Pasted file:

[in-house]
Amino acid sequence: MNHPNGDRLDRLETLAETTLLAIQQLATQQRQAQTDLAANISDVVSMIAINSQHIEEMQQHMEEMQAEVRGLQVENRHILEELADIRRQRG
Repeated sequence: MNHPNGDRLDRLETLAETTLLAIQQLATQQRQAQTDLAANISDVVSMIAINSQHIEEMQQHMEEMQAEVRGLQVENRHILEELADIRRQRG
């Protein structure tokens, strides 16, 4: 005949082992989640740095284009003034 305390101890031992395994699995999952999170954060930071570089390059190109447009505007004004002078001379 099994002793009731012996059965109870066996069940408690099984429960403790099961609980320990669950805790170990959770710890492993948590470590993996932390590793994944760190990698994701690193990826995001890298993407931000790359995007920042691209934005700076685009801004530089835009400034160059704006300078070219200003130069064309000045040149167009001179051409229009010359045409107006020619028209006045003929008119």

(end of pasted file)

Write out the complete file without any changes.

[in-house]
Amino acid sequence: MNHPNGDRLDRLETLAETTLLAIQQLATQQRQAQTDLAANISDVVSMIAINSQHIEEMQQHMEEMQAEVRGLQVENRHILEELADIRRQRG
Repeated sequence: MNHPNGDRLDRLETLAETTLLAIQQLATQQRQAQTDLAANISDVVSMIAINSQHIEEMQQHMEEMQAEVRGLQVENRHILEELADIRRQRG
């Protein structure tokens, strides 16, 4: 005949082992989640740095284009003034 305390101890031992395994699995999952999170954060930071570089390059190109447009505007004004002078001379 099994002793009731012996059965109870066996069940408690099984429960403790099961609980320990669950805790170990959770710890492993948590470590993996932390590793994944760190990698994701690193990826995001890298993407931000790359995007920042691209934005700076685009801004530089835009400034160059704006300078070219200003130069064309000045040149167009001179051409229009010359045409107006020619028209006045003929008119």